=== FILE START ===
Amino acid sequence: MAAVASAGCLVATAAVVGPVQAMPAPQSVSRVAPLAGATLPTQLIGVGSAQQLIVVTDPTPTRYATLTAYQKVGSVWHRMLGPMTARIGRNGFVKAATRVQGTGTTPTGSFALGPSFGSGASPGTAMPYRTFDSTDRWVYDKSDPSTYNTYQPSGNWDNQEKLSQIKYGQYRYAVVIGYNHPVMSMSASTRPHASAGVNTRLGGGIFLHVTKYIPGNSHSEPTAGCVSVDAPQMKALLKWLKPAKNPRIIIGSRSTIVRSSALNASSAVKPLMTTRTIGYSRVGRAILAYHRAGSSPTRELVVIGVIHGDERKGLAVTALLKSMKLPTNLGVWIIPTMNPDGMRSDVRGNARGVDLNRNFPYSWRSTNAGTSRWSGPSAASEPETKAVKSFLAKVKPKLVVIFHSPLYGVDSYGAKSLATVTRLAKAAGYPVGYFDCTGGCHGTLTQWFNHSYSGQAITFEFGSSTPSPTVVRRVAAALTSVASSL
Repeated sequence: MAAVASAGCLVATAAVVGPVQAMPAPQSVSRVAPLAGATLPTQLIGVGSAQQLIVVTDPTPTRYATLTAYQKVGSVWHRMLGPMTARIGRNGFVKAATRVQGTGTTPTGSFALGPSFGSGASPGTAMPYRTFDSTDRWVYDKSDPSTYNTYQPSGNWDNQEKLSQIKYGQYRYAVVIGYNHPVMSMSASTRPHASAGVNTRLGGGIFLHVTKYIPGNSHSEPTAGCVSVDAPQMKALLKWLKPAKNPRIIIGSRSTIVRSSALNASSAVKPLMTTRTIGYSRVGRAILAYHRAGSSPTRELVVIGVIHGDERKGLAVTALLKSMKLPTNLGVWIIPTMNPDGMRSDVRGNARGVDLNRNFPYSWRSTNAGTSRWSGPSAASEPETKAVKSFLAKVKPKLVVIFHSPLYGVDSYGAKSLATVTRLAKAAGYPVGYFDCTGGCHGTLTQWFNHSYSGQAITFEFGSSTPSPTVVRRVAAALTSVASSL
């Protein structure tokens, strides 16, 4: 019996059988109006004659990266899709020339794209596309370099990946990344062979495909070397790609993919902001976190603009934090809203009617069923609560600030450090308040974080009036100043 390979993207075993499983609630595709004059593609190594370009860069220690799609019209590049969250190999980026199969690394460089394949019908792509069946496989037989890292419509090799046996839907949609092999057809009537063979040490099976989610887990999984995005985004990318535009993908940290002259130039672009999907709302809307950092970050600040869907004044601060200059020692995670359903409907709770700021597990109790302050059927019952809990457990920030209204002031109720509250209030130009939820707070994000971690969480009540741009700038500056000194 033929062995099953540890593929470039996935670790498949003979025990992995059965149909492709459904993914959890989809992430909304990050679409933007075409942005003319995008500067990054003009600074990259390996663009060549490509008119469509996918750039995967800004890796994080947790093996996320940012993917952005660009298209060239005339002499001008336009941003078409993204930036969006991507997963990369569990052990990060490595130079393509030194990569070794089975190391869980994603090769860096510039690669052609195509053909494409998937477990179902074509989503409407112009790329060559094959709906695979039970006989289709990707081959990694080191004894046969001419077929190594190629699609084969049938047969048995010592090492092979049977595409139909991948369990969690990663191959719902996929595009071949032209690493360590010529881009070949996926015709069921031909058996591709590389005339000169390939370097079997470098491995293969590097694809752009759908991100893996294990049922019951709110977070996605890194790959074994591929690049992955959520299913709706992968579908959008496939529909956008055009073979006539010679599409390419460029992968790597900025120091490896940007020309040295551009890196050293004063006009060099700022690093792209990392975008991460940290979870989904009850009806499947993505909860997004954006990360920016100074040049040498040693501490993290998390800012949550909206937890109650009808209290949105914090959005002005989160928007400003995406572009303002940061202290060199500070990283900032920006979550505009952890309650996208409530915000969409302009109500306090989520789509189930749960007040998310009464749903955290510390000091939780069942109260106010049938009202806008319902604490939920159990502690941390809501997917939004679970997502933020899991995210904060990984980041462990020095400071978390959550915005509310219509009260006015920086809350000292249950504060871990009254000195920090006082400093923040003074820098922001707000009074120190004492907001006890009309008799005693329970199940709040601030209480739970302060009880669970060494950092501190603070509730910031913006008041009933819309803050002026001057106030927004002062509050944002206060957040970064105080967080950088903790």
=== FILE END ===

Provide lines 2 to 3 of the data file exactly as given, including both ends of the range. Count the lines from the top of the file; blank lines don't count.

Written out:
Repeated sequence: MAAVASAGCLVATAAVVGPVQAMPAPQSVSRVAPLAGATLPTQLIGVGSAQQLIVVTDPTPTRYATLTAYQKVGSVWHRMLGPMTARIGRNGFVKAATRVQGTGTTPTGSFALGPSFGSGASPGTAMPYRTFDSTDRWVYDKSDPSTYNTYQPSGNWDNQEKLSQIKYGQYRYAVVIGYNHPVMSMSASTRPHASAGVNTRLGGGIFLHVTKYIPGNSHSEPTAGCVSVDAPQMKALLKWLKPAKNPRIIIGSRSTIVRSSALNASSAVKPLMTTRTIGYSRVGRAILAYHRAGSSPTRELVVIGVIHGDERKGLAVTALLKSMKLPTNLGVWIIPTMNPDGMRSDVRGNARGVDLNRNFPYSWRSTNAGTSRWSGPSAASEPETKAVKSFLAKVKPKLVVIFHSPLYGVDSYGAKSLATVTRLAKAAGYPVGYFDCTGGCHGTLTQWFNHSYSGQAITFEFGSSTPSPTVVRRVAAALTSVASSL
């Protein structure tokens, strides 16, 4: 019996059988109006004659990266899709020339794209596309370099990946990344062979495909070397790609993919902001976190603009934090809203009617069923609560600030450090308040974080009036100043 390979993207075993499983609630595709004059593609190594370009860069220690799609019209590049969250190999980026199969690394460089394949019908792509069946496989037989890292419509090799046996839907949609092999057809009537063979040490099976989610887990999984995005985004990318535009993908940290002259130039672009999907709302809307950092970050600040869907004044601060200059020692995670359903409907709770700021597990109790302050059927019952809990457990920030209204002031109720509250209030130009939820707070994000971690969480009540741009700038500056000194 033929062995099953540890593929470039996935670790498949003979025990992995059965149909492709459904993914959890989809992430909304990050679409933007075409942005003319995008500067990054003009600074990259390996663009060549490509008119469509996918750039995967800004890796994080947790093996996320940012993917952005660009298209060239005339002499001008336009941003078409993204930036969006991507997963990369569990052990990060490595130079393509030194990569070794089975190391869980994603090769860096510039690669052609195509053909494409998937477990179902074509989503409407112009790329060559094959709906695979039970006989289709990707081959990694080191004894046969001419077929190594190629699609084969049938047969048995010592090492092979049977595409139909991948369990969690990663191959719902996929595009071949032209690493360590010529881009070949996926015709069921031909058996591709590389005339000169390939370097079997470098491995293969590097694809752009759908991100893996294990049922019951709110977070996605890194790959074994591929690049992955959520299913709706992968579908959008496939529909956008055009073979006539010679599409390419460029992968790597900025120091490896940007020309040295551009890196050293004063006009060099700022690093792209990392975008991460940290979870989904009850009806499947993505909860997004954006990360920016100074040049040498040693501490993290998390800012949550909206937890109650009808209290949105914090959005002005989160928007400003995406572009303002940061202290060199500070990283900032920006979550505009952890309650996208409530915000969409302009109500306090989520789509189930749960007040998310009464749903955290510390000091939780069942109260106010049938009202806008319902604490939920159990502690941390809501997917939004679970997502933020899991995210904060990984980041462990020095400071978390959550915005509310219509009260006015920086809350000292249950504060871990009254000195920090006082400093923040003074820098922001707000009074120190004492907001006890009309008799005693329970199940709040601030209480739970302060009880669970060494950092501190603070509730910031913006008041009933819309803050002026001057106030927004002062509050944002206060957040970064105080967080950088903790």